This week, The New York Times bemoaned the onset of yet another super-sized wildfire season. “Fires, once largely confined to a single season, have become a continual threat in some places, burning earlier and later in the year,” wrote The Times.
The culprit is climate change: Shorter, hotter springs coupled with drier winters leave a cover of ready-to ignite brush. In addition, as the Times points out, people are populating increasingly rural areas, leaving the U.S. Forest Service resource-strapped as it fights more intense fires with higher stakes and on larger swaths of land.
Turns out that these increased demands are putting a strain on the Forest Service’s finances. Last year the Forest Service’s budget was $1.7 billion, up from $161 million in 1985. An outsize share of these funds now go to fire services. Last year fire encompassed more than 50 percent of the Forest Service’s annual budget; in 1995 it was just 16 percent.
Though the department was created to maintain, preserve, and restore the nation’s forests and grasslands, resources are increasingly directed at fires. As the Forest Service wrote in a budget report last year “[our] mission is being consumed by the ever-increasing costs of fighting fires.” “The agency is at a tipping point,” it added.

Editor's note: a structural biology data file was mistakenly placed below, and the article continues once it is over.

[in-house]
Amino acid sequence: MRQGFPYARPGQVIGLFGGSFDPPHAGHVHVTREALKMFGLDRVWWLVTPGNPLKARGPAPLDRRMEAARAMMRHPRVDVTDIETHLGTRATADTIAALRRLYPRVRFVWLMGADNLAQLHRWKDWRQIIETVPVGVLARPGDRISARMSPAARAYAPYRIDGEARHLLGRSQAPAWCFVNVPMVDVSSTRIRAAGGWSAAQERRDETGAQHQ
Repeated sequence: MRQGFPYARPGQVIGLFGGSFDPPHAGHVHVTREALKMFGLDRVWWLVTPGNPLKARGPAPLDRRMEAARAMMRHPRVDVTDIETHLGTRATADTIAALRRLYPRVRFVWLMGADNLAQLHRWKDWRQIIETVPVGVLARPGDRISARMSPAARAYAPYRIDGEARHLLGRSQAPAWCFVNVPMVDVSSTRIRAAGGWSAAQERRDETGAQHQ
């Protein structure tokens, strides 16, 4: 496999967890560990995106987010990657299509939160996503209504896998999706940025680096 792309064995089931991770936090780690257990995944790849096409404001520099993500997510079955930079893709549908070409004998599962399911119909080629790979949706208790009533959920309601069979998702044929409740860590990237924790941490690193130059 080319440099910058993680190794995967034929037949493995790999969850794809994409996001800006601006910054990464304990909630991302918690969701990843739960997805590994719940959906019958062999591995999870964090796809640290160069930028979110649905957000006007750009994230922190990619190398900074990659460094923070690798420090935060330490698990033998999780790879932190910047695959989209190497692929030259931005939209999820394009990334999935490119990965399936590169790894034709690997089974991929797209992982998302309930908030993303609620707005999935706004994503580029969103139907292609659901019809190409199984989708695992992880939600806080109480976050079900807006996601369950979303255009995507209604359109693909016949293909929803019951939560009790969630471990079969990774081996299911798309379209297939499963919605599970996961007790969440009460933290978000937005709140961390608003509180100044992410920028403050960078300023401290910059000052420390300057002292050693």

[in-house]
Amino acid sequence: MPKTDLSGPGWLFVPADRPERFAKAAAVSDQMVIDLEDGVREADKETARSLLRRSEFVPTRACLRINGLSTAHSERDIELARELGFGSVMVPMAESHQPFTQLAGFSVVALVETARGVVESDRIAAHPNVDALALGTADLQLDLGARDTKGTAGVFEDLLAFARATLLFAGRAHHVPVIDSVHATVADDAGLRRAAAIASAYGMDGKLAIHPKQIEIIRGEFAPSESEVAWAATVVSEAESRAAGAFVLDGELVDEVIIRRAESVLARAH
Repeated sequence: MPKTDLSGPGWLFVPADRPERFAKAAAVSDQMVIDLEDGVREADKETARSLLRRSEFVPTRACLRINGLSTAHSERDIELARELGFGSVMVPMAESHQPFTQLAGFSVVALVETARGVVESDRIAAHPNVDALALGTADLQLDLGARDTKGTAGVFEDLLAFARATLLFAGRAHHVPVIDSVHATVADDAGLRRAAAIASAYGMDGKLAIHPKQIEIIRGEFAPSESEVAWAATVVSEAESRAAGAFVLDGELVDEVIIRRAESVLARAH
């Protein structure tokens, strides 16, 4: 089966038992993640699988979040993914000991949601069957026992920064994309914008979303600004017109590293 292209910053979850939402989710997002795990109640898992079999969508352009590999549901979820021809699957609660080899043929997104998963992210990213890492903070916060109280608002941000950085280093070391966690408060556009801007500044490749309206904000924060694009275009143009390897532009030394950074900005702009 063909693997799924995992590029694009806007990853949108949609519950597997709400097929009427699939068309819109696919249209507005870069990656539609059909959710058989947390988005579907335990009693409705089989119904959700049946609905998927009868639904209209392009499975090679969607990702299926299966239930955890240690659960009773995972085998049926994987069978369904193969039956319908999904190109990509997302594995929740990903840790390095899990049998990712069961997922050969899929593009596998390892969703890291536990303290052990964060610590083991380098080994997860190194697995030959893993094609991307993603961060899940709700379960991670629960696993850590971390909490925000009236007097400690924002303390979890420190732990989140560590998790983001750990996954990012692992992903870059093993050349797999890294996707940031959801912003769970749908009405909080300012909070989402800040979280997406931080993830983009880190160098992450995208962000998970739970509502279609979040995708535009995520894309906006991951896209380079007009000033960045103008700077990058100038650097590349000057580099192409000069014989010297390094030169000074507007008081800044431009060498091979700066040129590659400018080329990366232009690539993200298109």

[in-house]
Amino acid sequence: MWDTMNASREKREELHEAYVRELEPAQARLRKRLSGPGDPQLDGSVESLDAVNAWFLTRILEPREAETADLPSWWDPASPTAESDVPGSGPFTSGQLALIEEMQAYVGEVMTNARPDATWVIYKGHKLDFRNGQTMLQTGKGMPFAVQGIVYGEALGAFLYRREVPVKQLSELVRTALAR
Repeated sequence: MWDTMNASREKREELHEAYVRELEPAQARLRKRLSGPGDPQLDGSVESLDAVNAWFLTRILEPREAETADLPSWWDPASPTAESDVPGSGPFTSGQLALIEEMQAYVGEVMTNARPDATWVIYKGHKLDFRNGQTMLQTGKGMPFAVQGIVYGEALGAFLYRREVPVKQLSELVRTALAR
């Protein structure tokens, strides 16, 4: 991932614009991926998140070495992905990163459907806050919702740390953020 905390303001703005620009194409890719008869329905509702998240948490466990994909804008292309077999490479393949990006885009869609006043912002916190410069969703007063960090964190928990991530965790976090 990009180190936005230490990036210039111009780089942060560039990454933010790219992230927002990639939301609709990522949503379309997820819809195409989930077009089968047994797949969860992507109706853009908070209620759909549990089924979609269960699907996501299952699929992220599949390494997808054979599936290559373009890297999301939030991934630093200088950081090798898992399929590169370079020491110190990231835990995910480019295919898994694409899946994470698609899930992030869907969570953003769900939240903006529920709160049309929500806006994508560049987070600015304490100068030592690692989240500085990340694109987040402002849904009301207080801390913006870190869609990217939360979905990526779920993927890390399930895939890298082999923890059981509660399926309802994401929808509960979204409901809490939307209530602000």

Comparing the budget allocations is especially dramatic:
They’ve even coined a term —“fire transfer”— for the reallocation of funds to fighting fires. With more funds going to fire services, the Forest Service reported, “fewer and fewer funds and resources are available to support other agency work — including the very programs and restoration projects that reduce the fire threat.”
Since 1995, the Forest Service has reduced funds for almost every service except fire fighting. This includes a 68 percent reduction in facilities improvements, and a 46 percent reduction in funds for maintenance of the public bridges and roads. And the problem is predicted to get worse. By 2025, the Forest Service predicts that suppressing fires will cost just under $1.8 billion, an amount that will encompass roughly 67 percent of the department’s projected budget.
The Forest Service has long suggested that instead of budgeting for wildfires as an annual expense, they should be considered ‘natural disasters’ like hurricanes and budgeted for separately. Others, like Arizona Senator John McCain, have proposed legislation to open public land to industry groups, like logging companies, for the kind of clearing that falls under the Forest Service’s purview.
At one point, the satirical newspaper The Onion joked that the Forest Service might kill off Smokey the Bear in order to bring real attention to forest fires.
Turns out, laying him off might be more realistic.